Lessons and Observations from the Amazon AWS Outage

Business by on May 10, 2011 at 10:44 pm
“It turns out the cloud is actually just some place in Virginia” — Tweet by jckhewitt

We were impacted by the long EBS outage at Amazon’s US-East-1 data center. BrandVerity uses a geographically distributed collection network to find and store ads and the sites they send traffic to for our customers. While less than a third of our servers are hosted by Amazon, we were significantly affected by the downtime because we use Amazon’s Elastic Block Store (EBS) to store some of our data. In total it was 28 hours before Amazon restored our EBS volumes. However, we were able to run a number of our systems during the outage by employing traditional disaster recovery techniques (restoring from backups, etc.).

We had a few expected and unexpected observations and lessons learned from the outage.

Unexpected Dependencies and Disappearing Redundancies
Many companies launched over the last few years run on AWS (over a third of Y-combinator startups have their principal domain at AWS Source). Supporting technologies that are especially useful to SAAS companies are disproportionately run on AWS.

We found unexpected dependencies in our technology vendors that we assumed would be independent of our own issues. An outside monitoring vendor had an AWS dependency that took down their monitoring. Not only was our own in-house monitoring impacted, but our backup monitoring went down completely.

Of course, the bigger issue is that Amazon’s Availability Zones weren’t as independent as Amazon has advertised. There is much discussion of this on the web at the moment and Amazon’s post-mortem provides an excellent view into the issue.

The outage has certainly raised the visibility of true multi-datacenter redundancy, which had been replaced in many organizations by multi-availability zone redundancy.

Cloud-based Outages Allow Teams to Focus on Software-based Recovery Options
Unplanned outages happen. In our prior companies, hardware outages have resulted in scrambles at the data center. Since the hardware issues would be the most immediate, nearly all technical personnel were on hand helping the systems administrators.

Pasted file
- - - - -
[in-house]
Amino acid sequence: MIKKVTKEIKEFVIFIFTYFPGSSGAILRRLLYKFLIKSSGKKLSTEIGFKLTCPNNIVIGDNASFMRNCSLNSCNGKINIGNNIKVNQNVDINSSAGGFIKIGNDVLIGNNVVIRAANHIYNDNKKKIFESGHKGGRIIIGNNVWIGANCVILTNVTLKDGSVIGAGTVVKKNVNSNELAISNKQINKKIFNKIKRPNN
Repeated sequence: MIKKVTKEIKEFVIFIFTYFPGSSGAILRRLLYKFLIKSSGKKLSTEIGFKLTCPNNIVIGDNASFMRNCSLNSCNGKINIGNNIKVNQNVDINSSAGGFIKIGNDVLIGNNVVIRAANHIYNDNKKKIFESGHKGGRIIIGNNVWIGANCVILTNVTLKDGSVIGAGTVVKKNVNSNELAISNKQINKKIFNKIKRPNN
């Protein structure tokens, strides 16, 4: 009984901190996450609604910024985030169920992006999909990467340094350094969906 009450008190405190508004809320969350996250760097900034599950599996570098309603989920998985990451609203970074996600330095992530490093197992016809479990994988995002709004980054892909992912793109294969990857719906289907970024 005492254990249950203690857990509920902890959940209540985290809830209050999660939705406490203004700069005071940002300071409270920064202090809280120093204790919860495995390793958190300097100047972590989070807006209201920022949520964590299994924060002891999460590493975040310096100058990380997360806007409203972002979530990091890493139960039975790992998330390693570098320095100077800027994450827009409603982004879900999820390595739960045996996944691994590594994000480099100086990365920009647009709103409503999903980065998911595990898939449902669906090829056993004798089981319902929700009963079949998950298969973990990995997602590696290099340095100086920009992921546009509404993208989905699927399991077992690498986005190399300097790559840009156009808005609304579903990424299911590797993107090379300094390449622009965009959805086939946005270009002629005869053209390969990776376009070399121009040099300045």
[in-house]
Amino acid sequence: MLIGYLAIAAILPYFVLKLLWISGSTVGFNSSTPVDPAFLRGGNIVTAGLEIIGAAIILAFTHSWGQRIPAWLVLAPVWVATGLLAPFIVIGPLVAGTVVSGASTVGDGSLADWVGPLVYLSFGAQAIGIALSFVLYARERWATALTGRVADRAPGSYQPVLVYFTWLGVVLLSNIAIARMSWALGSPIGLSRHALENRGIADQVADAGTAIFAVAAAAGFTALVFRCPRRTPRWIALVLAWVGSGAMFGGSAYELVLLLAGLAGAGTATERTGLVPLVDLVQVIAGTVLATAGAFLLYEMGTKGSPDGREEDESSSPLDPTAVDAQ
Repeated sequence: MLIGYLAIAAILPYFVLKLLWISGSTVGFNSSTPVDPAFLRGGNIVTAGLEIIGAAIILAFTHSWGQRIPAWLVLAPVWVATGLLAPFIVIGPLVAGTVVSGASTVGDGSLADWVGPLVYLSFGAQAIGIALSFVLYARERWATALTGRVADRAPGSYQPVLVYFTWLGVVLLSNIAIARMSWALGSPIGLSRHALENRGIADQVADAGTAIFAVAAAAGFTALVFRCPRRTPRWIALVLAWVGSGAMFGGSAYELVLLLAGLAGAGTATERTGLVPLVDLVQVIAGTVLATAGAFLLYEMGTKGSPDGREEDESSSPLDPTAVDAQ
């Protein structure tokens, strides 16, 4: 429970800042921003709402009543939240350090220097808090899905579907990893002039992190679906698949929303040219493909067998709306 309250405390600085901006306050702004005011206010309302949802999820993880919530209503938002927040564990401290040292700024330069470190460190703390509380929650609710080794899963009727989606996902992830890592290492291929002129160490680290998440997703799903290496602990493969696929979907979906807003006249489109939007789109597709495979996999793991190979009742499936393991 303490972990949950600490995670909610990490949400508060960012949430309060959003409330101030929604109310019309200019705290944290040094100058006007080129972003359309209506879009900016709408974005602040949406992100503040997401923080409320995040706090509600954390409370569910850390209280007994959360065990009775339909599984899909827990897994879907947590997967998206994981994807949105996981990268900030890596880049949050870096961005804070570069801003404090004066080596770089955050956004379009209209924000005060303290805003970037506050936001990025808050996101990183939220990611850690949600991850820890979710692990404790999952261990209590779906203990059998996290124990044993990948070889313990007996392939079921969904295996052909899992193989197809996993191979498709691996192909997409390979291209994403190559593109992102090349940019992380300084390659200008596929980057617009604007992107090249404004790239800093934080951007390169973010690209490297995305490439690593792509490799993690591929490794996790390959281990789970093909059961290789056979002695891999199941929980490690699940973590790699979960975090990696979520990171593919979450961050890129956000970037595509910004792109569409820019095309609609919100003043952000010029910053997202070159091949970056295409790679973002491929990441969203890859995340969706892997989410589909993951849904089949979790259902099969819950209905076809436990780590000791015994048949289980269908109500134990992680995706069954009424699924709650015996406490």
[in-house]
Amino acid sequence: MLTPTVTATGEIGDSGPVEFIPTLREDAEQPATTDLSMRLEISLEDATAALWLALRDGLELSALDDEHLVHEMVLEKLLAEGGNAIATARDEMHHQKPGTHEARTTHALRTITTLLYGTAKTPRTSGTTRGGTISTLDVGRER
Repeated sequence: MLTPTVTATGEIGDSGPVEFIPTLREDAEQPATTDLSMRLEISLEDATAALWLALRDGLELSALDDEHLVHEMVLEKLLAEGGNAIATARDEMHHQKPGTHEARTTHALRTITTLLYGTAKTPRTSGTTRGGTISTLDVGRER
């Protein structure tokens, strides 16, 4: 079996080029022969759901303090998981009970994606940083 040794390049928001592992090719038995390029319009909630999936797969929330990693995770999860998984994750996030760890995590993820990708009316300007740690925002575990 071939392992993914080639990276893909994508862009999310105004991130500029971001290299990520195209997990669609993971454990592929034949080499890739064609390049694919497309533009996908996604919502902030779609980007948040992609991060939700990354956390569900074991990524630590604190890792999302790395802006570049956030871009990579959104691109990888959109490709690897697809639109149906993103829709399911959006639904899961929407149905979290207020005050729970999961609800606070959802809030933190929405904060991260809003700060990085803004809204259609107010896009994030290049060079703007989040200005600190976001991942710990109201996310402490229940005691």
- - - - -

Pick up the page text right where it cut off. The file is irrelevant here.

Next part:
In this outage, we were a little uncomfortable to be a step removed from the core issues, but it allowed us to get back up and running more quickly.

Our team was able to focus on software-based recovery options. Rather than racking and unracking hardware, installing disks and operating systems, we were able to instead focus on multiple recovery options. We pursued two independent paths for recovery and were in a great position should our primary recovery option have run into unexpected problems.

Using Amazon AWS is (was?) Today’s Equivalent of “buying IBM
When we selected Amazon’s cloud platform several years ago it hadn’t become the standard bearer it is today.
We were pleasantly surprised by our customer conversations the morning of the outage. Customers readily understood the source of the problems and very few of them attributed the issues directly to us. While we are fully responsible to our customers, they generally afforded us a wider margin and assigned more blame to Amazon.

I’ve had to do a few customer calls in the past where there wasn’t a third party involved in an outage. Even when the issue was an unlikely and unfortunate collision of events, they seemed to be generally unhappier with us.

Customers are certainly more likely to understand that Amazon was having a massive outage than the low probability nature of a near simultaneous failure of two disks in a Raid 5 volume.

We didn’t expect this response, but certainly didn’t mind it. It will be interesting to see if this perception will hold given this latest outage.

What have your lessons and observations been from the outage?


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